A pressure relief device (PRD) is a type of valve included with all sealed tank transformer designs which helps to relieve excess tank pressure. Transformer tanks can build up pressure for a variety of reasons including simple overheating to internal faults. When this occurs, the excess pressure needs a way out to prevent the tank from deforming or rupturing. The PRD operates by venting the excess pressure from the transformer tank to the atmosphere before it reaches a critical level that could cause the transformer tank to rupture.
There are several sizes and types of pressure relief devices. The size of the transformer will typically dictate whether a small or large pressure relief device is required. A smaller wall-mounted pressure relief device, or pressure relief valve (PRV), is used for most distribution transformers. For designs with a higher tank volume, a large cover-mounted pressure relief device may be selected.
A typical PRD consists of a spring-loaded valve that is installed on the transformer tank. The valve is designed to open when the pressure inside the tank exceeds a set point. When the pressure reaches the set point, the spring is compressed, and the valve opens to allow the excess pressure to escape. In the case of a cover-mounted PRD, the escaping gas or oil typically produces a loud noise, which serves as an audible warning to operators that the transformer is experiencing an overpressure condition. Many cover mounted PRDs will come with a semaphore, or flag, (shown in the above photo on the left) which shows if the device has operated in the field. Both the small and large pressure relief devices are self-resetting (meaning they don’t have to be manually adjusted or replaced after a successful operation).
Alarm contacts are outfitted on transformer devices such as gauges to provide additional monitoring and service functionality–such as the operation of cooling fans. They can give an indication of the condition of a transformer and provide an early warning of potential problems. Alarm contacts are often included with the liquid level, liquid temperature and pressure vacuum gauges; they are contact points set at particular levels on the gauge faceplate. When the pointer of the gauge reaches one of the set contact points, it opens or closes a circuit like a switch (depending on how the control circuit is wired). A normally open (NO) contact will close a circuit when it operates, and a normally closed (NC) contact will open a circuit when it operates. If the oil level, temperature, or pressure exceeds a predetermined threshold, the contacts will close or open the control circuit they are connected to–often triggering an alarm. In the case where an alarm contact is wired to control an alarm, the operation of the contact will alert the operator of the transformer to a potential problem so that it can be addressed before it causes damage to the transformer or other equipment.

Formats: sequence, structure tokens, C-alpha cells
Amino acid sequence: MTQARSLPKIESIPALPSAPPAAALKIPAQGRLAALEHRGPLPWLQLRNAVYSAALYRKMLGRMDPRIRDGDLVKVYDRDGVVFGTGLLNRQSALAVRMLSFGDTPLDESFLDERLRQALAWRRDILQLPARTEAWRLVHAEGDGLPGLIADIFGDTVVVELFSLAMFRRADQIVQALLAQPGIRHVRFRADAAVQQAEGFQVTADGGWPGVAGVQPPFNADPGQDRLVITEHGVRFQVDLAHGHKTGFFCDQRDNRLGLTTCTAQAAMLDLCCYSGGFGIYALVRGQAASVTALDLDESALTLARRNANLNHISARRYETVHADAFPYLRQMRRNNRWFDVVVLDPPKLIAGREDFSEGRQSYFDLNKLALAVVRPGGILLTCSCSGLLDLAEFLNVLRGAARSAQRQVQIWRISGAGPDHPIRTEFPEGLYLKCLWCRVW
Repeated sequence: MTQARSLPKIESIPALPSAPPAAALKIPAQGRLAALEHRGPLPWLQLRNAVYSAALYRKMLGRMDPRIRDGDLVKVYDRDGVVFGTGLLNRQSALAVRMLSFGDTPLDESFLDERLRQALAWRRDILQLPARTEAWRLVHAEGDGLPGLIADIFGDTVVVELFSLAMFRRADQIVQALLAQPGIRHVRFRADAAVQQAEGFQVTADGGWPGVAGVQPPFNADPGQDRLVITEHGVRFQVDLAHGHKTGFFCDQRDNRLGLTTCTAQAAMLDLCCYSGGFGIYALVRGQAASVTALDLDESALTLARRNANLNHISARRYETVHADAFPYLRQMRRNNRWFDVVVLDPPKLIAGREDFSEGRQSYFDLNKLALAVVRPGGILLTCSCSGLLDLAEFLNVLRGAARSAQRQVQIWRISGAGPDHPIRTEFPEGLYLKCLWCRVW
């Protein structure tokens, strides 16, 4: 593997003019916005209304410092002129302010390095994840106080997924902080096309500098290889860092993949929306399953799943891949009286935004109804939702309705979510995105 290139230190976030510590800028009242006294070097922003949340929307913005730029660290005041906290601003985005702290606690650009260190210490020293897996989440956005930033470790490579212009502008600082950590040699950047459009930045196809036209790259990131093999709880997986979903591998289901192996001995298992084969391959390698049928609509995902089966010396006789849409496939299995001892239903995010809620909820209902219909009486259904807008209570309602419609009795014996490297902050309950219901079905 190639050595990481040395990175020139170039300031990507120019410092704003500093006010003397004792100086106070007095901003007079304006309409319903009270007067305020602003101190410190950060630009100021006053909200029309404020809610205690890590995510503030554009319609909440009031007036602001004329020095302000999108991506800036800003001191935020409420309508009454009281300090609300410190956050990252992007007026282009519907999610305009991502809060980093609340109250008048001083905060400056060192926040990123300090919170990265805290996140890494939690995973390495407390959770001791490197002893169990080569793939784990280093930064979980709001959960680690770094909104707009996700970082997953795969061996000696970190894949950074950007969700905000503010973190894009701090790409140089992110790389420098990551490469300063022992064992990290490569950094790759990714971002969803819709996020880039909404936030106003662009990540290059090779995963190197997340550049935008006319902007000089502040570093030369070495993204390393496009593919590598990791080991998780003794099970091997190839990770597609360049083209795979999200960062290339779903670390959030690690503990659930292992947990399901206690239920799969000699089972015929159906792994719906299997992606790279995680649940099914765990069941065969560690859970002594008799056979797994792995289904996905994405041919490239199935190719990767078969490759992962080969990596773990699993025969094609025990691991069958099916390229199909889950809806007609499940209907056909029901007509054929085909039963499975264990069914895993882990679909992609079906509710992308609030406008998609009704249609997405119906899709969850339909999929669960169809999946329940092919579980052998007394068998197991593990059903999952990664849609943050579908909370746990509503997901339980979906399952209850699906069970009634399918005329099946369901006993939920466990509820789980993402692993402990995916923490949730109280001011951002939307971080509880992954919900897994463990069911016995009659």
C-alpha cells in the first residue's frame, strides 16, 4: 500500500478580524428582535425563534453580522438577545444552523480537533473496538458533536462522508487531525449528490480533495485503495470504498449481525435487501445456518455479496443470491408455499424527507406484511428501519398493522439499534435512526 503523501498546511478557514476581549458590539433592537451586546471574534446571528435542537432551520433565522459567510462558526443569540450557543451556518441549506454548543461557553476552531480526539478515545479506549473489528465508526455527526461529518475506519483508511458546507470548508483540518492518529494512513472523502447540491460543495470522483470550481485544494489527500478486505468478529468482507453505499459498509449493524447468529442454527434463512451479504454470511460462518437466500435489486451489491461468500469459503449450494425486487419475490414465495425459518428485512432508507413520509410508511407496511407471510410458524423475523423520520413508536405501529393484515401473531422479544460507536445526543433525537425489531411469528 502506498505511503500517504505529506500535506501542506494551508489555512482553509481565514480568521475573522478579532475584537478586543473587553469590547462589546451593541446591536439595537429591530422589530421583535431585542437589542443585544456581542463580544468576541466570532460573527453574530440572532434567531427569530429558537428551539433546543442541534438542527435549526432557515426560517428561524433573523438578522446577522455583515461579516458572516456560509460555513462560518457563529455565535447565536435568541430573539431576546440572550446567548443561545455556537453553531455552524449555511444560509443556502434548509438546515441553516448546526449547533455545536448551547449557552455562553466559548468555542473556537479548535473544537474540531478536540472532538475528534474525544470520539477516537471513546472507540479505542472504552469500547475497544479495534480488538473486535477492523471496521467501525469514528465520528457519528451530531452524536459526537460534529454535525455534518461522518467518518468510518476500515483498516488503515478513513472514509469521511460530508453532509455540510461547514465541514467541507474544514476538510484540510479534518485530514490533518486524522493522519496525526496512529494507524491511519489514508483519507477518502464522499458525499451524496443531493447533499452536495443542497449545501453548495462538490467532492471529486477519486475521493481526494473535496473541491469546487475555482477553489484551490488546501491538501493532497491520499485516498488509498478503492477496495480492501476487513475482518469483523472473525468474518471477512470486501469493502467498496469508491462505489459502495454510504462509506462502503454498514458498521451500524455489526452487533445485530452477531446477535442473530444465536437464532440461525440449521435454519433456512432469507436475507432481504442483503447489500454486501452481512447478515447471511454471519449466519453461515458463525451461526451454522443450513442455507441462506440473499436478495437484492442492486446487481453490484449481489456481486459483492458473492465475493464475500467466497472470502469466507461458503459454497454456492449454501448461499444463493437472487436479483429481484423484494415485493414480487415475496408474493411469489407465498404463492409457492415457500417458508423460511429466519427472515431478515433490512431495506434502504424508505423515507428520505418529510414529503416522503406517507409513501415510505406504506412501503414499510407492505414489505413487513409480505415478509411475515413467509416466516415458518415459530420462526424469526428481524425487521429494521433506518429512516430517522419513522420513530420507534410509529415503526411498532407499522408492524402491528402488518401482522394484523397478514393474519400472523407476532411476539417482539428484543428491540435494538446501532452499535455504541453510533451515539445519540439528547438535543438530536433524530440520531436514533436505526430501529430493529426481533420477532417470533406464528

Transformer Remote Monitoring
Many customers desire to keep a close eye on their transformers without having to travel on site for a visual inspection. One simple and affordable way to accomplish this is to install gauges with alarm contacts. Gauges can be fitted with multiple contacts. Each contact is configured for a specific spot on the gauge, so that when the gauge indicator reaches that spot, a switch is triggered. Typically, the alarm contacts on the gauges are wired so that when one of the set points on the gauge is switched, it sends a signal through a circuit that communicates remotely with a program or application that alerts the customer.
Alarm contacts are commonly used to activate fans on transformers with an extended forced air rating. Transformers are often fitted with fan packages to keep the transformer cool and provide extra kVA/capacity for periods of peak loading. The fans are not designed to run continuously, but only for limited time periods. This can be accomplished with a temperature gauge with alarm contacts. The contacts are configured on the gauge at defined temperature levels where the fans need to turn on and off. When the pointer of the gauge reaches the temperature level with one of the contacts, the circuit controlling the fans is switched on or off. There are multiple contact configurations available for specific fan operation schemes.
All these monitoring devices play a crucial role in ensuring the proper functioning of transformers. These devices help identify issues before they become critical and potentially cause costly downtime. It is important to regularly check and maintain these monitoring devices to keep transformers running safely and efficiently. At Maddox Industrial Transformer, we understand the importance of monitoring devices and offer a variety of options to suit our customers' needs.